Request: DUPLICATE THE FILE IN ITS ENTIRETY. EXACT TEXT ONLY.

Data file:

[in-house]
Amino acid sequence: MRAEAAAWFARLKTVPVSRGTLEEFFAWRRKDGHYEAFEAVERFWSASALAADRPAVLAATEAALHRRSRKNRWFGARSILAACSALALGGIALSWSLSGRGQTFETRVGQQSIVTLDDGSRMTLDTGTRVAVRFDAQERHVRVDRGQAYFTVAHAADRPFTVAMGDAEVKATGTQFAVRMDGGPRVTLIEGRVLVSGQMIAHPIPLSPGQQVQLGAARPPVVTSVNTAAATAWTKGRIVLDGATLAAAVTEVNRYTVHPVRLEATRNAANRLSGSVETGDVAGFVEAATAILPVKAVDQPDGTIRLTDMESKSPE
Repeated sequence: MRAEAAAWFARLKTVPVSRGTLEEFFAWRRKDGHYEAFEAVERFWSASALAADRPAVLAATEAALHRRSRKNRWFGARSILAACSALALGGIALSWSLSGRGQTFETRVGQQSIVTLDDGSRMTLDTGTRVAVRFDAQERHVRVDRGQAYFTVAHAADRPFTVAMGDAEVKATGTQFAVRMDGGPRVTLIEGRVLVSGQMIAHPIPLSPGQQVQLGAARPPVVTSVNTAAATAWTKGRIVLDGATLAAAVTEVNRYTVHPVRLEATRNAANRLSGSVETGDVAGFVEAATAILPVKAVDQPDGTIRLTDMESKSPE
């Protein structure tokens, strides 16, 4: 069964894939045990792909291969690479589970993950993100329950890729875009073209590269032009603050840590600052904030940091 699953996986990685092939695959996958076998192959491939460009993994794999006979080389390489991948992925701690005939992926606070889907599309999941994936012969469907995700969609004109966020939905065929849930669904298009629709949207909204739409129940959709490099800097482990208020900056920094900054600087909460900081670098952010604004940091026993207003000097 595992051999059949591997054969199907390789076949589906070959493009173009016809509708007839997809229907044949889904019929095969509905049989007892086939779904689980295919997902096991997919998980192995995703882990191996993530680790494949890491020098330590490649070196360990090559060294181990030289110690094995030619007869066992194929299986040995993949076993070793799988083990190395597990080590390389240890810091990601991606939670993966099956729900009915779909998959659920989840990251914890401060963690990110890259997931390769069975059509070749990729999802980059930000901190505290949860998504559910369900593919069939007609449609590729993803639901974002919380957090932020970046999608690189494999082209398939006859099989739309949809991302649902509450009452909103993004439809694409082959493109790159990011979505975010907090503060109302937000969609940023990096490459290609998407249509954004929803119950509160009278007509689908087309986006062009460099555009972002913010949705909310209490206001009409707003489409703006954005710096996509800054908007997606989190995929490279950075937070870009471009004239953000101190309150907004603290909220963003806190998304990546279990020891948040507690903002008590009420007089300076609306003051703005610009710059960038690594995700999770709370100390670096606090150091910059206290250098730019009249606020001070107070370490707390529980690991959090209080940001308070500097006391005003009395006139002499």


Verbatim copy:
[in-house]
Amino acid sequence: MRAEAAAWFARLKTVPVSRGTLEEFFAWRRKDGHYEAFEAVERFWSASALAADRPAVLAATEAALHRRSRKNRWFGARSILAACSALALGGIALSWSLSGRGQTFETRVGQQSIVTLDDGSRMTLDTGTRVAVRFDAQERHVRVDRGQAYFTVAHAADRPFTVAMGDAEVKATGTQFAVRMDGGPRVTLIEGRVLVSGQMIAHPIPLSPGQQVQLGAARPPVVTSVNTAAATAWTKGRIVLDGATLAAAVTEVNRYTVHPVRLEATRNAANRLSGSVETGDVAGFVEAATAILPVKAVDQPDGTIRLTDMESKSPE
Repeated sequence: MRAEAAAWFARLKTVPVSRGTLEEFFAWRRKDGHYEAFEAVERFWSASALAADRPAVLAATEAALHRRSRKNRWFGARSILAACSALALGGIALSWSLSGRGQTFETRVGQQSIVTLDDGSRMTLDTGTRVAVRFDAQERHVRVDRGQAYFTVAHAADRPFTVAMGDAEVKATGTQFAVRMDGGPRVTLIEGRVLVSGQMIAHPIPLSPGQQVQLGAARPPVVTSVNTAAATAWTKGRIVLDGATLAAAVTEVNRYTVHPVRLEATRNAANRLSGSVETGDVAGFVEAATAILPVKAVDQPDGTIRLTDMESKSPE
């Protein structure tokens, strides 16, 4: 069964894939045990792909291969690479589970993950993100329950890729875009073209590269032009603050840590600052904030940091 699953996986990685092939695959996958076998192959491939460009993994794999006979080389390489991948992925701690005939992926606070889907599309999941994936012969469907995700969609004109966020939905065929849930669904298009629709949207909204739409129940959709490099800097482990208020900056920094900054600087909460900081670098952010604004940091026993207003000097 595992051999059949591997054969199907390789076949589906070959493009173009016809509708007839997809229907044949889904019929095969509905049989007892086939779904689980295919997902096991997919998980192995995703882990191996993530680790494949890491020098330590490649070196360990090559060294181990030289110690094995030619007869066992194929299986040995993949076993070793799988083990190395597990080590390389240890810091990601991606939670993966099956729900009915779909998959659920989840990251914890401060963690990110890259997931390769069975059509070749990729999802980059930000901190505290949860998504559910369900593919069939007609449609590729993803639901974002919380957090932020970046999608690189494999082209398939006859099989739309949809991302649902509450009452909103993004439809694409082959493109790159990011979505975010907090503060109302937000969609940023990096490459290609998407249509954004929803119950509160009278007509689908087309986006062009460099555009972002913010949705909310209490206001009409707003489409703006954005710096996509800054908007997606989190995929490279950075937070870009471009004239953000101190309150907004603290909220963003806190998304990546279990020891948040507690903002008590009420007089300076609306003051703005610009710059960038690594995700999770709370100390670096606090150091910059206290250098730019009249606020001070107070370490707390529980690991959090209080940001308070500097006391005003009395006139002499």